Several strategies exist when it comes to training machine and deep learning algorithms. For instance, active learning relies on iteratively training an algorithm while identifying the most promising next data points. The intuition behind such a tactic is powerful: by combining real-world validation with the predictive force of an AI algorithm, one can find promising drug candidates more quickly with fewer screened compounds.

Because HTS campaigns are costly and take time, and the likelihood of finding a good drug candidate during a campaign can often be low, they are exceedingly well suited to be optimized by a technique like active learning. Rather than being pure in silico process, active learning needs in vitro results to enable iterative training sessions. Reker, 2019 (Practical considerations for active machine learning in drug discovery), depicts the process as follow:

The following insights are largely inspired from Practical considerations for active machine learning in drug discovery) (Reker, 2019).

Benefits of active learning

Active learning relies on finding drug candidates while screening fewer molecules than traditional HTS approaches. Reducing the number of screenings naturally spares time and money in the drug discovery process. Moreover, some bioassays might involve the use of toxic materials, such as nuclear components, or expensive elements such as gold. Thus, active learning is also beneficial when dealing with such resource-heavy experiments.

In his research, Reker admits that only a few studies have compared the ability of active learning pipelines to compete against human optimizations. Yet, the results from Evolving and nano data-enabled machine intelligence for chemical reaction optimization (Reker et al., 2018) and Human versus robots in the discovery and crystallization of gigantic polyoxometalates (Duros et al., 2017) show that active learning campaigns do not only significantly outcompete traditional HTS campaigns, but also lead to more systematic and explorative optimizations. In conclusion, active machine learning in drug discovery should accelerate the drug discovery process and early results show that it can successfully compete against human optimization.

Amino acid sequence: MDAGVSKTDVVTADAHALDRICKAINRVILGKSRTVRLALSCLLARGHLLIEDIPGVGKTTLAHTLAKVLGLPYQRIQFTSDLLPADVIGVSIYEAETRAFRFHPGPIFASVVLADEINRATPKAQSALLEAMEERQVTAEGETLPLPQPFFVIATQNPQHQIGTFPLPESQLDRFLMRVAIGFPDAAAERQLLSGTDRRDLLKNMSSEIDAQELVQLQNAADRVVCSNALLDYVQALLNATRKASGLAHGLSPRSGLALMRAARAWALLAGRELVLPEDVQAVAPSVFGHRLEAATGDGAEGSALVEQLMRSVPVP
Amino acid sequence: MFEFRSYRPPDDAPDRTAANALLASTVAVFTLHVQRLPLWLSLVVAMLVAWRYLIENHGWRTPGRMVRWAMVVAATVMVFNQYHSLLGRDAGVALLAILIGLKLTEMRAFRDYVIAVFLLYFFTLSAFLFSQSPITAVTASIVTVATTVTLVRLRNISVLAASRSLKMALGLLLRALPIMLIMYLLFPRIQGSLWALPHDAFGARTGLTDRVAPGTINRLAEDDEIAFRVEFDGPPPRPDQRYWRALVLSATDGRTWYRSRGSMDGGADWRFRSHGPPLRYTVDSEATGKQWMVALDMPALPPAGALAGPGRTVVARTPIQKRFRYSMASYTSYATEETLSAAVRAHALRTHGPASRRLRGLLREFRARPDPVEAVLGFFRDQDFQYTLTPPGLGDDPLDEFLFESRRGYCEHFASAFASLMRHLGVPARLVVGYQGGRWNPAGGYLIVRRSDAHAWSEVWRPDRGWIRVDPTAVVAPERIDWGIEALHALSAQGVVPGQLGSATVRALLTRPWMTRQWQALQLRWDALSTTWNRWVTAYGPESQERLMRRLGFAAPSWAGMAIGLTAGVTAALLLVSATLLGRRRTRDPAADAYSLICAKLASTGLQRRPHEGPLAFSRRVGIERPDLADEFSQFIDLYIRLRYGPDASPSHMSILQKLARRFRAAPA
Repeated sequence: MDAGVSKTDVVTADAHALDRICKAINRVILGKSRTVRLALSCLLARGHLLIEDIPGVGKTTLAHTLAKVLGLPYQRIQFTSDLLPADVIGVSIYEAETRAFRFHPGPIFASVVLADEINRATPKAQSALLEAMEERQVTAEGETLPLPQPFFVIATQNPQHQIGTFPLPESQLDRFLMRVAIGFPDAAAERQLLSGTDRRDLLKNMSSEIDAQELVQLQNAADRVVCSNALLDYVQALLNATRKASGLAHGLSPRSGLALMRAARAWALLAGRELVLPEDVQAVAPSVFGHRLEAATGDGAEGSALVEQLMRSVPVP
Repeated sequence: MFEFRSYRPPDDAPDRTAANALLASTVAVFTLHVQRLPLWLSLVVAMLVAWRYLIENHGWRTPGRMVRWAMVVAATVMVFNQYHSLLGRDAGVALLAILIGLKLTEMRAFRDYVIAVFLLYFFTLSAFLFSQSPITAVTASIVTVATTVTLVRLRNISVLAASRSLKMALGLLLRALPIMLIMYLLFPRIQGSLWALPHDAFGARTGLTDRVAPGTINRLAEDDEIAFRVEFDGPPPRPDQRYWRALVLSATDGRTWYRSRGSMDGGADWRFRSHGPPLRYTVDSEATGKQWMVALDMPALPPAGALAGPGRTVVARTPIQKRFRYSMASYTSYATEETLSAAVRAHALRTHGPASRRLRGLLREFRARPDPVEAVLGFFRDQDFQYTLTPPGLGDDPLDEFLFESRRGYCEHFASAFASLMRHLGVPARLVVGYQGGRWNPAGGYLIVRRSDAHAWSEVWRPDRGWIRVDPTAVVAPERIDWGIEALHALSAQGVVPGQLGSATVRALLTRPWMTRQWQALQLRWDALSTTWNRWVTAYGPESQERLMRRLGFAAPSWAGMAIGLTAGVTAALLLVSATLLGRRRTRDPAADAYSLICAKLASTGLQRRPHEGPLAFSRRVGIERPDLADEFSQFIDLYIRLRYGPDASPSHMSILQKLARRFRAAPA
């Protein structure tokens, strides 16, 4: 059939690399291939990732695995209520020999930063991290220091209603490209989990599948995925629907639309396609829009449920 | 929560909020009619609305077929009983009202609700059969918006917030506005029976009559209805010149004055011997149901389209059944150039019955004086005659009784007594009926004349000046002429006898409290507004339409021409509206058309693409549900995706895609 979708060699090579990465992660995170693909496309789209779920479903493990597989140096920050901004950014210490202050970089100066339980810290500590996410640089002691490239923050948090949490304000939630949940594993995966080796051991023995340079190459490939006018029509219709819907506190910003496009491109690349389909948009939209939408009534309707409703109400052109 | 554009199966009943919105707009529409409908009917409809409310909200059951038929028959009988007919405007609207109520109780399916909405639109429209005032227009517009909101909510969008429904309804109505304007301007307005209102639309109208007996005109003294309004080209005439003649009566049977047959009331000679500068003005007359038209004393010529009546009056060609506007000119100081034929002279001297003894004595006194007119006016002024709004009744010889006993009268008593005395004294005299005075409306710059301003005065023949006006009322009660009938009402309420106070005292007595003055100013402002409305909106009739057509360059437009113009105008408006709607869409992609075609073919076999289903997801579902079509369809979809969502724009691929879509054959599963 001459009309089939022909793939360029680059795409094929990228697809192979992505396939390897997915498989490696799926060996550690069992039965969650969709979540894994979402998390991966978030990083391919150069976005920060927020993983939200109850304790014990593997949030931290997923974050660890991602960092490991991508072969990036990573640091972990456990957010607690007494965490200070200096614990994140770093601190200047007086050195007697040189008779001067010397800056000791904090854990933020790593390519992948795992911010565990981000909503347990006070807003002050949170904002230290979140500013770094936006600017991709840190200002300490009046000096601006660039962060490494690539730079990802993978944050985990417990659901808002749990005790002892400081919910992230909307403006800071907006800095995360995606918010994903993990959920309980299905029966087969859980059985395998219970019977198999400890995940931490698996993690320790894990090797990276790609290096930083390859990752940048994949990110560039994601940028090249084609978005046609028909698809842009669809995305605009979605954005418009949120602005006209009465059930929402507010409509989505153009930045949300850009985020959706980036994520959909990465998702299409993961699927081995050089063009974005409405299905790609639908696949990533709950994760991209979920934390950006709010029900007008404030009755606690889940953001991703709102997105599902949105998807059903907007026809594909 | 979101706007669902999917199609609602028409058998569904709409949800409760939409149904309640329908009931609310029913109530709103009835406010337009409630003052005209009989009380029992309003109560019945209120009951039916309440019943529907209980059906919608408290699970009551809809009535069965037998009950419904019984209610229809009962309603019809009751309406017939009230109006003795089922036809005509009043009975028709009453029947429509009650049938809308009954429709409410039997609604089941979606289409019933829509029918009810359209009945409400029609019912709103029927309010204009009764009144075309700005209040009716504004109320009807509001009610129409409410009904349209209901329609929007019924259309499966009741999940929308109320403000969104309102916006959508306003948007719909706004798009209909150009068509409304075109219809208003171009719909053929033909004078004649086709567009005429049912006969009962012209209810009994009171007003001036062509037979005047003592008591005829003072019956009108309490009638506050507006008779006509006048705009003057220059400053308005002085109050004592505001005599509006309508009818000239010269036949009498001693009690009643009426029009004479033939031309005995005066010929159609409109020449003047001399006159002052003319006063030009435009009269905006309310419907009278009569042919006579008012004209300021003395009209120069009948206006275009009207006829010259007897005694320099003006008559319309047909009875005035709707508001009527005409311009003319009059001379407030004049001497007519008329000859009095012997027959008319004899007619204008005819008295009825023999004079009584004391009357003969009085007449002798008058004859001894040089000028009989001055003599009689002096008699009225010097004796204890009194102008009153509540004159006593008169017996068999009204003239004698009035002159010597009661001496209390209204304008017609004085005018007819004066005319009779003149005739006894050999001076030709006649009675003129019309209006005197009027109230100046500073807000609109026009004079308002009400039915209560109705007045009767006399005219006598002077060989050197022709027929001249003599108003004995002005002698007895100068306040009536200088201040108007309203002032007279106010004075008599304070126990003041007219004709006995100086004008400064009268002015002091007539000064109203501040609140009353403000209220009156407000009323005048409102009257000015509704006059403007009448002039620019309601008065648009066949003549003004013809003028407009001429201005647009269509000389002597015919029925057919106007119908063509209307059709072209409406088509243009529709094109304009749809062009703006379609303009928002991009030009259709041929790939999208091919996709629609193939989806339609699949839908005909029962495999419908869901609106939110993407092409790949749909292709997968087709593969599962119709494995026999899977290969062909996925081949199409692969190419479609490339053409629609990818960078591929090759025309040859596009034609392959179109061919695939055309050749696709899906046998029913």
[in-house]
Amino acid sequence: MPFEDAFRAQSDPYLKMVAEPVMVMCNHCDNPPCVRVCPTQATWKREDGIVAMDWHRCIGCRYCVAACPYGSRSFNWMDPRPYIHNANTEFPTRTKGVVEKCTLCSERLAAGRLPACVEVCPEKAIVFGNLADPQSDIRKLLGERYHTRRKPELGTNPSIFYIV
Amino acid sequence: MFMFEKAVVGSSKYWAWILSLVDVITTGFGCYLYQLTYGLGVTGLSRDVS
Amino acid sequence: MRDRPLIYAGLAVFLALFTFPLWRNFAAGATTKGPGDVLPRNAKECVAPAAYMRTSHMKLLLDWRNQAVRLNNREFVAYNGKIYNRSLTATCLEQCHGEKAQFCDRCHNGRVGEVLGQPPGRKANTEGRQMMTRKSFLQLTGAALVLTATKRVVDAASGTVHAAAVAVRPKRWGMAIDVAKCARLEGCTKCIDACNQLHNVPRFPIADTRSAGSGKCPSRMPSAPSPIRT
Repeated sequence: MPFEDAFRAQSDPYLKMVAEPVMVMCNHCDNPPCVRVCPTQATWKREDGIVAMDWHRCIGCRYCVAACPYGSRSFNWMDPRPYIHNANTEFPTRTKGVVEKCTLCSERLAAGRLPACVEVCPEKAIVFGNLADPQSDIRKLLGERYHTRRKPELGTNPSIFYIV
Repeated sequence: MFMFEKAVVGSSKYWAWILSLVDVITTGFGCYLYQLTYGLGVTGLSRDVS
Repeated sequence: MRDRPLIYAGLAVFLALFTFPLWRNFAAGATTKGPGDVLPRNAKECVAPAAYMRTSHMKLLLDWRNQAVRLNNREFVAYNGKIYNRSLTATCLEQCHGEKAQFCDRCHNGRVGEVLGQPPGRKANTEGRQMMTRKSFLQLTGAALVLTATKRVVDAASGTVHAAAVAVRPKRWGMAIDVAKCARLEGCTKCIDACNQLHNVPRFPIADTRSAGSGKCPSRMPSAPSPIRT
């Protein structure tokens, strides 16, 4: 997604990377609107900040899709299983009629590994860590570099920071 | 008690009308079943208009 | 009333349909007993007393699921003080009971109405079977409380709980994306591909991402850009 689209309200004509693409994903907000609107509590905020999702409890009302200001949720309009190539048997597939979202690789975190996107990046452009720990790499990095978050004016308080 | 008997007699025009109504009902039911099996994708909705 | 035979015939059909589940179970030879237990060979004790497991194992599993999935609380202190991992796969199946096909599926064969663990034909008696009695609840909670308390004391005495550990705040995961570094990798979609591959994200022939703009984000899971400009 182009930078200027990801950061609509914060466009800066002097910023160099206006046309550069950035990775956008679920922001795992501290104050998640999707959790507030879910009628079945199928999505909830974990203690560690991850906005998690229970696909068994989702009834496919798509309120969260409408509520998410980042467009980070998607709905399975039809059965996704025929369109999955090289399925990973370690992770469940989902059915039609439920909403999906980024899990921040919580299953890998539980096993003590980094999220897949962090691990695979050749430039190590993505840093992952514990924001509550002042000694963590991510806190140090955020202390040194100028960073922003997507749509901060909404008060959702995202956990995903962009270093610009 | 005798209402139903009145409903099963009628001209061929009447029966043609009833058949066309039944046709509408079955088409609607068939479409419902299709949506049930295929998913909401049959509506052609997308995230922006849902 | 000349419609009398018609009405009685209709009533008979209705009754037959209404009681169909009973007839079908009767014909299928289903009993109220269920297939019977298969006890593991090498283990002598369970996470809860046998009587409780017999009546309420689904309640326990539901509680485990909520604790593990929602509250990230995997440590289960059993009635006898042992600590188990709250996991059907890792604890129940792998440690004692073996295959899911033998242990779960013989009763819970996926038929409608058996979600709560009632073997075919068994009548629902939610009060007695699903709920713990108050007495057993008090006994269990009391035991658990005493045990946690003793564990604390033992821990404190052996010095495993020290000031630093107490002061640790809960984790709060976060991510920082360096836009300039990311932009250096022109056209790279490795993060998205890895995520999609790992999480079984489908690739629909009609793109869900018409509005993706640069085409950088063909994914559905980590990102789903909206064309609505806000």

Challenges in active learning

According to Reker, active machine learning has been known for 30 years and tested in drug discovery pipelines for 15 years, but it still has not been widely adopted by companies working on R&D in drugs. Two main barriers stand in the way of larger deployment. First, high throughput screening platforms are designed for large-scale and parallelized testing. Consequently, it might be very difficult to cherry-pick compounds for iterative testing. Second, poor engineering practices within the machine learning part might result in failures.

In How not to develop a quantitative structure-activity or structure-property relationship (QSAR/QSPR), the authors narrow down some of the issues that engineer teams should care about. Here are 4 of them:

  • failure to take account of data heterogeneity: having homogenous data might result in good results during testing phases but poor ones in production stages;
  • use of inadequate data: small molecule screening is a 3D problem that should not be dealt with 2D descriptors only, for instance;
  • overfitting of data: overfitting in machine learning is the process of training an algorithm that does not succeed well in generalizing to new data points;
  • inadequate training/test set selection: the notion of chemical scaffolds needs to be taken into account in such a split, for example.

Despite those challenges, Reker believes that active machine learning will become a key technology to guide molecular optimizations in the following years. In particular, other screening technologies than HTS, such as low or modular throughput screening, should work well with active learning: they depart from traditional, rigid, and linear experiment designs like in HTS.


Virtual high throughput screening based on Artificial Intelligence is booming and major breakthroughs are to be expected. In this article, a few key concepts are explored. Deep learning, transfer learning and active learning have been successfully applied in many disciplines and drug discovery processes are starting to be disrupted by those combined technologies.

Kantify is developing technologies that leverage all these techniques in order to accelerate and improve the drug discovery process. You can read up on our work here. For more information, don’t hesitate to contact our CEO, Ségolène Martin ( or our CTO, Nik Subramanian (